“We export dyes and pigments mostly to China, Bangladesh, Pakistan, Turkey, and Indonesia. China was our biggest market. But not anymore. Its anti-dumping duty has added to our problems. Payments are pending from many other markets. There are currency problems with other countries. Earlier, we used to make a profit of Rs 15 lakh per month, and now there’s no profit. We’re even struggling to pay the existing 30 workers. The domestic market is also down,” says Patel, who also runs construction and food colour businesses on the side.

Overall demand for dyes and pigments from India has dropped due to various reasons. Textile mills in several South Asian and African countries have not been doing well since imported fabric from China is available at low costs. Turkey, which is a major market for India’s dye business, is not attractive anymore due to the devaluation of its currency.

“Turkey was a major export hub for Indian dyestuffs, because of inflation, devaluation of the currency, and general macro-economic conditions, a lot of textile companies are shutting down or on the verge of closure, which has lowered demand. They largely now tend to be a re-export hub because China is now pushing finished fabrics, further reducing for the demand for dyes,” explains Aljo Joseph, founder and chief business officer of BharatNXT, which is a business payments platform for SMEs.

Joseph connected with some of his customers in the dyes and pigments business and found out that local manufacturers are now holding large inventories, and additionally, most markets now demand longer credit periods, thus increasing the need for working capital financing.

An analysis by Crisil shows a fifth of the MSME sector by value is expected to witness an increase in working capital requirements this fiscal year, compared with pre-pandemic (FY20) levels. These MSMEs are in sectors already grappling with high working capital requirements. The debt requirement for the MSME sector is estimated at over Rs 100 lakh crore.

Also Read: 6 ways India's MSME sector can be made stronger

In this year's Union Budget, the government allocated about Rs 22,140 crore for the MSME sector, which is a 42 percent increase from the previous year. Access to formal credit is a fundamental priority, raised even by Cabinet ministers and officials. The government’s focus on MSME formal credit in India is evident in the Union Budget, explains Pushan Sharma, director, research, Crisil Market Intelligence and Analytics. “Allocations to the Ministry of MSME grew 8x from FY16 to FY24, and almost two-third of the MSME Budget allocations are directed towards credit support schemes in FY24. Still, the credit gap remains high; it was estimated at Rs 20–25 lakh crore as per the UK Sinha Expert Committee on MSME in India.”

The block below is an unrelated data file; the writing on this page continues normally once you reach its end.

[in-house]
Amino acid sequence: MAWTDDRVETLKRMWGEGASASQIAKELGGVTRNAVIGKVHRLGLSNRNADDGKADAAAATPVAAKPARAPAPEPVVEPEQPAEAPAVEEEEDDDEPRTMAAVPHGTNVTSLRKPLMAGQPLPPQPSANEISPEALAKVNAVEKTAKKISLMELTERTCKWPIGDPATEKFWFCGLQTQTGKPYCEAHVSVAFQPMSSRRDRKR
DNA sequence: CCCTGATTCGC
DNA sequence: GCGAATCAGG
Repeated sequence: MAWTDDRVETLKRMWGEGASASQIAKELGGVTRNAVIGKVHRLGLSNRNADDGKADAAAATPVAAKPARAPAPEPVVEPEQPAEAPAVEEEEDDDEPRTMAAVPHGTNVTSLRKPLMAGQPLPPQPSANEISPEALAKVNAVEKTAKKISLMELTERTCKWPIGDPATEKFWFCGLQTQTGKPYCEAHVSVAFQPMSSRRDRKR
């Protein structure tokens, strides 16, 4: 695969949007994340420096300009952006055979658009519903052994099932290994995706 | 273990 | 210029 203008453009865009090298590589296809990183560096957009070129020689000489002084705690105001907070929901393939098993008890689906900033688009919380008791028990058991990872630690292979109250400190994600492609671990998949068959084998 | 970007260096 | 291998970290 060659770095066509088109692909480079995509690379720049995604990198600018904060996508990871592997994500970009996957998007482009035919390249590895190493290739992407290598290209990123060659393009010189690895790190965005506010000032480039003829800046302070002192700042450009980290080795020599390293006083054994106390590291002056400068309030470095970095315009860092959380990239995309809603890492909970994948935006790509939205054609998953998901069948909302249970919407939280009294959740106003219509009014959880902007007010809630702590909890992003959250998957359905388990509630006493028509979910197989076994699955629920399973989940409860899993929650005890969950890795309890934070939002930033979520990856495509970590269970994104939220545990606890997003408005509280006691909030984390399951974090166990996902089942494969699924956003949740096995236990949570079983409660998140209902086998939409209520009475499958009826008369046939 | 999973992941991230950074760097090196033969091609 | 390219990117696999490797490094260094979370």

MSMEs contribute 33 percent of India's GDP, 50 percent of its exports, and 19 percent of its employment. A significant number of MSMEs currently operate outside the formal financial system and resort to costly and unreliable sources of financing. Efforts should be made to accelerate the formalisation of MSMEs. As per the Standing Committee Report on Finance chaired by Jayant Sinha, if working capital is provided to MSMEs on the basis of GST invoices, it would spur formalisation, explains Sharma of Crisil.

He further suggests that embracing an account aggregator framework would enhance access to credit for MSMEs by enabling secure sharing of digital financial data, thereby improving risk assessment, preventing fraud, and reducing non-performing assets.

“Increasingly, transitioning to cash-flow lending, which relies on information-based systems rather than physical assets as collateral, would allow lenders to assess loan requirements based on the cash flow of the MSMEs. Providing targeted credit guarantees as stressed sectors require higher support. Government guarantee programmes can be provided for specific industries and specific geographical areas," he concludes.